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The use of cluster bombs against civilians is newsworthy depending on who is using them. If it's an enemy state, like Syria or Qaddafi's Libya, you can expect to read about it, and in clear language on the front page. And an article like this will mention, almost in passing, that our own government does the same.
International efforts to ban cluster bombs fell apart late last week. If you were reading about this in the New York Times, you might have been led to believe that the United States was pushing to get rid of the weapons–instead of the opposite. Here's the lead sentence from a story in Saturday's paper (11/26/11): GENEVA — Despite last-minute attempts to broker a compromise, American-led efforts to conclude an international treaty restricting use of cluster munitions collapsed on Friday in the face of opposition from countries that said it did not address their humanitarian concerns and would undermine existing international […]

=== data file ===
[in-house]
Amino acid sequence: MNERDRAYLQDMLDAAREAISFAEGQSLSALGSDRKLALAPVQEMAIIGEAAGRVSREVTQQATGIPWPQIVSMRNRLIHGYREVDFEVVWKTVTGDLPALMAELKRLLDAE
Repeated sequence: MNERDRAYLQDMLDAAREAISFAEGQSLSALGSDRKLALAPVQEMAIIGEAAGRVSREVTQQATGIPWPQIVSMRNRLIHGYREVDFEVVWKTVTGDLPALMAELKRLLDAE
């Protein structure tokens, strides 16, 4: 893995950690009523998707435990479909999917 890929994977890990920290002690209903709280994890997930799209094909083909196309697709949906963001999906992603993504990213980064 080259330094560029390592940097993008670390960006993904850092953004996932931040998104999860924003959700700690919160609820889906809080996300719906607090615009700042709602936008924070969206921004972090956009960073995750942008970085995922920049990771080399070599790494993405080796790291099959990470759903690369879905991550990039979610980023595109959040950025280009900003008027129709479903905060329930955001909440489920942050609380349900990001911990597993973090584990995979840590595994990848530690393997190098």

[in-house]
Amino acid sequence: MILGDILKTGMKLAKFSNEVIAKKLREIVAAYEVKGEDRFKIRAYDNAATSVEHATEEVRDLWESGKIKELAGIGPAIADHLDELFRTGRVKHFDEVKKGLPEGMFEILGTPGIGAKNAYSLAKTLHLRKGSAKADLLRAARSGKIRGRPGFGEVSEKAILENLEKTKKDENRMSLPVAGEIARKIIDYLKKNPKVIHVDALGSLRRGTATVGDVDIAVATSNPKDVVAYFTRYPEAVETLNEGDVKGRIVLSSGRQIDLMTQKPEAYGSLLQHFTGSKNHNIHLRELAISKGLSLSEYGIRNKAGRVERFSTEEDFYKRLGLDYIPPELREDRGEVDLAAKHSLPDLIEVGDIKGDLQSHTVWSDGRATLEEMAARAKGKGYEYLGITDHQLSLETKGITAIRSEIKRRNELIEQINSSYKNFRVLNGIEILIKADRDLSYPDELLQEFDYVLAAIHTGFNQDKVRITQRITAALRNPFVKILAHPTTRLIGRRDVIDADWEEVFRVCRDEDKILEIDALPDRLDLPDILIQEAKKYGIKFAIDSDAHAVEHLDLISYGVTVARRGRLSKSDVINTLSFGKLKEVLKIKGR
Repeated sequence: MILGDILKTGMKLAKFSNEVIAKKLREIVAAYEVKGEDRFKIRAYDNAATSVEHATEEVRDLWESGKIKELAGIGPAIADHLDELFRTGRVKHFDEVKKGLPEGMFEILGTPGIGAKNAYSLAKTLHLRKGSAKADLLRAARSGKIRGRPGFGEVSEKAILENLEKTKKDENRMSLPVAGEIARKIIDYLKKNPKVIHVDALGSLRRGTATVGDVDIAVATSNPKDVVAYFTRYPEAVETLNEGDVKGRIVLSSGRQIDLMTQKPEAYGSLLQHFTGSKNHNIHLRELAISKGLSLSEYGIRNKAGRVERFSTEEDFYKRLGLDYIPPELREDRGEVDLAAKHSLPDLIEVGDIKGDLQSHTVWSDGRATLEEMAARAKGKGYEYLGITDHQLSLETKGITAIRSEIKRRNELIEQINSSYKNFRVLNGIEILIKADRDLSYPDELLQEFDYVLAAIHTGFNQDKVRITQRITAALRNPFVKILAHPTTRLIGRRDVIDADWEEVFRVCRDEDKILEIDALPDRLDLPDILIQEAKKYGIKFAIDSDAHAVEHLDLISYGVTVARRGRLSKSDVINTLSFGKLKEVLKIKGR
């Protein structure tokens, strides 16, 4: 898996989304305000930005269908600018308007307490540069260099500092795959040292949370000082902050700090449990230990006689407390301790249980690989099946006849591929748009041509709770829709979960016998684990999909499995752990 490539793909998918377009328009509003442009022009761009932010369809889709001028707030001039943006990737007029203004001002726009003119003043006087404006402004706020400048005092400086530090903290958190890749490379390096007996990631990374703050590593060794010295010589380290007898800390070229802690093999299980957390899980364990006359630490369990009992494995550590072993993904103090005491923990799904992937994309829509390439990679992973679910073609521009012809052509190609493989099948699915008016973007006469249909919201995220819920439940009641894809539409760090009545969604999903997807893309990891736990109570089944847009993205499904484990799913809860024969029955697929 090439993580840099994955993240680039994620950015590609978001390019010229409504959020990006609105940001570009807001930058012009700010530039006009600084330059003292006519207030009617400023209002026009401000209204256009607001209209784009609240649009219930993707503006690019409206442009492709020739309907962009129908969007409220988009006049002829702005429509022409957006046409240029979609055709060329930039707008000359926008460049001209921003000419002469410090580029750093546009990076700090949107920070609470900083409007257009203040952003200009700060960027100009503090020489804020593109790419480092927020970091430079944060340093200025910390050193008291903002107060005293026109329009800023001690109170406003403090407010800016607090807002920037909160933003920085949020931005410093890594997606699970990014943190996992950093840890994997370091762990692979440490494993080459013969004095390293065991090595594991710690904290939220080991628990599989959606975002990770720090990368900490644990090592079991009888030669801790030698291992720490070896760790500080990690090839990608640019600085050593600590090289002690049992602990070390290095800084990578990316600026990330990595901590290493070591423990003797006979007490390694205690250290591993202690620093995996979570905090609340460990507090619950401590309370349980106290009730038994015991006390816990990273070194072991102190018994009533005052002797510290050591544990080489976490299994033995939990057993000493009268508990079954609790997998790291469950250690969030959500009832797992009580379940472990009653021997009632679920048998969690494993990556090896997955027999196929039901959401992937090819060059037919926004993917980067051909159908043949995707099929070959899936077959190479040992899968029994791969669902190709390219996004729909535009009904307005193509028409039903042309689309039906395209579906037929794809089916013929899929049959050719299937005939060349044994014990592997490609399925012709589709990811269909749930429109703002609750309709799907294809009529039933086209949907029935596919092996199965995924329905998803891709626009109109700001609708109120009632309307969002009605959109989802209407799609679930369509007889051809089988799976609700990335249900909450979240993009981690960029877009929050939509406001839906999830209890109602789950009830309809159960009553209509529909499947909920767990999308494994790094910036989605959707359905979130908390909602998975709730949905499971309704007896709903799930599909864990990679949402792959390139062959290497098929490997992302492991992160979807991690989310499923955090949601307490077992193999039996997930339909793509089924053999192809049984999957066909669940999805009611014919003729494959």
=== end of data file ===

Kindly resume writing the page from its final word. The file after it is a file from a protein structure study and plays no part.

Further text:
"Gadhafi Troops Fire Cluster Bombs Into Civilian Areas," declares a New York Times headline (4/15/11). The lead of the story makes clear that these weapons are considered in many countries to be illegal: Military forces loyal to Col. Moammar el-Gadhafi have been firing into residential neighborhoods in this embattled city with heavy weapons, including cluster bombs that have been banned by much of the world. The story, by C.J. Chivers, goes on to explain why these weapons have been banned: These so-called indiscriminate weapons, which strike large areas with a dense succession of high-explosive munitions, by their nature cannot be […]